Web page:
There comes a time in every industry where professionals need to put their foot down and say enough is enough. The customer can only be right for so long before they’re wrong – no matter how much that phrase gets repeated. In the studio, this usually comes around the point where you’ve revised a mix so many times that you’re questioning whether you ever want to mix again and wondering what other career opportunities might be out there.
Things don’t have to get that bad though. In fact, for thousands of professional mixers around the world, this problem will never happen again. By simply setting expectations upfront with an artist that you’ll only include so many revisions of their work, you set the standard and end up fielding a few rare exceptions rather than falling into revision purgatory every time.
Here’s how it’s done…
Start with Your Best Foot Forward
Once you realize that you should be limiting your mix revisions, the first step in that direction is not delivering anything until it’s something you can be proud of.
This accomplishes two things. First – it makes you consider how finished your work is. You start shifting your focus from the minor details toward the major themes to create the best possible mix. Small issues fall by the wayside when you’re working with a time limit and a revision limit in place.
Secondly, it forces artists to take your initial pass seriously.
I think we all fall into a trap sometimes when we think about the “first” mix. The artist might go into it thinking they’re going to need revisions and the mixer might be expecting the same – but what if it didn’t have to be that way?
With a revision limit in place, artists aren’t going to make rash decisions about what needs to be changed. They’re going to listen to the mix again and again, knowing that the list they give you is going to kick off revision #1. And something crazy can happen here… after spending more time meticulously reviewing the mix, it might grow on them and there won’t be any revisions at all.
Maybe that’s a pipe dream for some mixers, especially when they’re just starting out, but even if you do get a list of revision requests from the artist, you can expect them to be well thought out and (hopefully) well-articulated before going into your first round of revisions.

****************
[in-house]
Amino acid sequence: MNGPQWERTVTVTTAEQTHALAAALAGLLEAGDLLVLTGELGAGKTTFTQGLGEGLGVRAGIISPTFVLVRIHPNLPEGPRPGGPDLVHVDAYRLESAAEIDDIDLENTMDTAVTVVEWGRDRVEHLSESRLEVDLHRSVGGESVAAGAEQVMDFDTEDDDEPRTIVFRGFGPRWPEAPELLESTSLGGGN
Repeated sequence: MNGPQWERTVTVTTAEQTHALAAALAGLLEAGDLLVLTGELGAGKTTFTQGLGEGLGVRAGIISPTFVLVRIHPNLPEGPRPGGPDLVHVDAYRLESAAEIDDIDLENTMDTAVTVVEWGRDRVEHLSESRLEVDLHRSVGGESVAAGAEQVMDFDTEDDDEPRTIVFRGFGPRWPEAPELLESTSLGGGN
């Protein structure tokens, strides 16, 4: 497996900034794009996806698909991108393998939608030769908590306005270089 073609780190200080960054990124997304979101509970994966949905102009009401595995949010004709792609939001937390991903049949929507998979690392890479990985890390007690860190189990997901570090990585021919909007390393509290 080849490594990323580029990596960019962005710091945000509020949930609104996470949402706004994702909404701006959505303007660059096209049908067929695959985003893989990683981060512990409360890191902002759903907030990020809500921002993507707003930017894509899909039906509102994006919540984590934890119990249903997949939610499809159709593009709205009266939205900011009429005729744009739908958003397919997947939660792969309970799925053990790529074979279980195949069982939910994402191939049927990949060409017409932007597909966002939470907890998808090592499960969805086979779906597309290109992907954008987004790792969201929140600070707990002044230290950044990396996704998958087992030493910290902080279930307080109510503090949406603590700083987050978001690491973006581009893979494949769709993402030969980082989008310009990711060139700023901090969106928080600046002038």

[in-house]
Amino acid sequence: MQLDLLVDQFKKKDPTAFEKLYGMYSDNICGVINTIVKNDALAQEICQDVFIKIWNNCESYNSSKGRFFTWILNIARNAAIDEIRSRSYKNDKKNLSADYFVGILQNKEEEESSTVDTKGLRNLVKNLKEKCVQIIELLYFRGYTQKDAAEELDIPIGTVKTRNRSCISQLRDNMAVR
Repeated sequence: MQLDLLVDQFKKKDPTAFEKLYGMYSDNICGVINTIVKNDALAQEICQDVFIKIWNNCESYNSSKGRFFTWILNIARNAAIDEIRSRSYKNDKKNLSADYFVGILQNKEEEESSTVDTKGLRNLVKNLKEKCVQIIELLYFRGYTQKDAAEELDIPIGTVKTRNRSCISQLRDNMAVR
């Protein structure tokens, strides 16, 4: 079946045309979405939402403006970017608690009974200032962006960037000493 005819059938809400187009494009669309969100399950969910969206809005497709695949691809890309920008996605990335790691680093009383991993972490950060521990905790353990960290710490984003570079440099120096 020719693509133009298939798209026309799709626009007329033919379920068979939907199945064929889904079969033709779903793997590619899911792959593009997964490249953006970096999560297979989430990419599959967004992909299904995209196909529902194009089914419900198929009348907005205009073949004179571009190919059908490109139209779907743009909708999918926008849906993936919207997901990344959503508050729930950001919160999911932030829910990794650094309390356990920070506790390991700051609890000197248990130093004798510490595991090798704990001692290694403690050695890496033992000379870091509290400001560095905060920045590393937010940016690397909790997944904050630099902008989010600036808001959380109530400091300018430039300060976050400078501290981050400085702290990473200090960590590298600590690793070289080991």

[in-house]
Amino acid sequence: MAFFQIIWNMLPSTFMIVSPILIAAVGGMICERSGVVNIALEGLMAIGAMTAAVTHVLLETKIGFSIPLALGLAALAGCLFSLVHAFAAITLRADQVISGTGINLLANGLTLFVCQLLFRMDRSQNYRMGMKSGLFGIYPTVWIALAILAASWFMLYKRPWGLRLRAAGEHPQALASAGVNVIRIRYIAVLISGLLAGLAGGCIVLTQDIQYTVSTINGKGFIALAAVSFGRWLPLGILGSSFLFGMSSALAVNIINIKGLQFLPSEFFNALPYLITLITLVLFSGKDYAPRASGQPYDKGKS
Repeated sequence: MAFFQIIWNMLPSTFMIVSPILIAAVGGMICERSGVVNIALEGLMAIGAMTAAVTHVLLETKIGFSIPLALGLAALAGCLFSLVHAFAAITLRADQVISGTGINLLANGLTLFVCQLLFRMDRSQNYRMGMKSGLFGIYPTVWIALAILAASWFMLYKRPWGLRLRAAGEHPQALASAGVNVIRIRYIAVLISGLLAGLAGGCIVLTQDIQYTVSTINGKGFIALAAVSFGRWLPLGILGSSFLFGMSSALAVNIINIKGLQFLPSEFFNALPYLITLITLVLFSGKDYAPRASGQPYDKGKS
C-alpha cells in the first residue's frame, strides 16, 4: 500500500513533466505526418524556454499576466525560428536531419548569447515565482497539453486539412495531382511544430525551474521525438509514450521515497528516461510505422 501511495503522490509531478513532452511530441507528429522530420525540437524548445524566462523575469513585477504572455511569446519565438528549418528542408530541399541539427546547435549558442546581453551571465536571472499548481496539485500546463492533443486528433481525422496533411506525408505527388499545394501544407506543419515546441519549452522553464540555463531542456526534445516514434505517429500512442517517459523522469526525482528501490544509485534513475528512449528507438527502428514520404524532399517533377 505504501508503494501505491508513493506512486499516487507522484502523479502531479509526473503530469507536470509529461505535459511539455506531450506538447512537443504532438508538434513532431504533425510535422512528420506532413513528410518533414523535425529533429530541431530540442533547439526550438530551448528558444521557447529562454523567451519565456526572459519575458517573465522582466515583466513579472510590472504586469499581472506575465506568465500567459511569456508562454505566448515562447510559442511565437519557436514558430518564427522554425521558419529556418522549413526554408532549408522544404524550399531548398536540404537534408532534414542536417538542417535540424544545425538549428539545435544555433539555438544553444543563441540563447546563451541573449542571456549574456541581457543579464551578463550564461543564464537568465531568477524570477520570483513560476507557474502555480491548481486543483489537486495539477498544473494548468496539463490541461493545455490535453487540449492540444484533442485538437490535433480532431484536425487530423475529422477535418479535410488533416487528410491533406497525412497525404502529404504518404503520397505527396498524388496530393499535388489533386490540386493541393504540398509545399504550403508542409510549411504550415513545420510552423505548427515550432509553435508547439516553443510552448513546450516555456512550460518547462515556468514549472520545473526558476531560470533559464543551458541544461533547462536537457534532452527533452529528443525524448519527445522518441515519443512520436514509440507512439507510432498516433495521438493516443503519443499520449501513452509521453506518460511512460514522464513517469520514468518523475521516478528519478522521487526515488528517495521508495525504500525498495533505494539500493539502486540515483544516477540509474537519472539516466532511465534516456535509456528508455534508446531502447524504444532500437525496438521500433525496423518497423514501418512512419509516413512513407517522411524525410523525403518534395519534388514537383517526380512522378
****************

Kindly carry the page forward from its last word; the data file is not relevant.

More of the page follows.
Revisions Should Be Collaborative
If a revision list seems long or doesn’t make any sense, don’t waste your artist’s time trying to work with unclear instructions.
Collaborate and try to understand their perspective on the issue at hand. In some cases, you may find that notes like “make bass louder” aren’t really about the bass at all – they’re about a guitar part masking the bass in the chorus. Artists aren’t mixers; they’re not familiar with the techniques you’re using, so it’s up to you to translate and try to get the results they’re looking for.
In cases where you’re able to have an artist sit in on the revision session with you, you may want to give it a shot. Some people can’t stand working with someone watching over their shoulder, but there’s no better way to avoid repetitive revisions than having someone sign off on the updates as you make them!
How Many Revisions Should I Offer?
There isn’t a magic number but consider your level of experience and the number of times you tend to edit mixes today. Finding your average is a great starting point, then try to work your way down as your skills improve. Most professionals won’t offer more than 2 or 3 revisions without charging for the extra work.
And that’s an important point – setting a revision limit doesn’t need to be a hard cutoff.
I know plenty of mixers who are happy to keep mixing a song endlessly so long as they’re getting paid for their time. While it might not be the most exciting thing to do, having an additional charge stops artists from abusing a situation where a revision limit is not in place. It’s up to you to decide how much extra work merits an additional revision fee and what that extra time is worth.
Along the same lines, other engineers may choose not to offer additional revisions, even if an artist is willing to pay for it. Just like the music is the artist’s creative work, so is the mix that their mixer created. Some even go to the extreme – stating that they don’t offer any revisions and you get what you get when you work with them.
It’s not super common, but there are professionals out there who will tell an artist to go to someone else if they don’t like the mix they’ve been presented with.
A Path to Fewer Revisions
Having the ability to get a quality, balanced mix quickly is one of the easiest ways to avoid revisions, but it can take years to get there. The best thing any new mixer can do is surround themselves with the tools and knowledge of the mixers that came before them and try to incorporate some of their techniques into a standard workflow.
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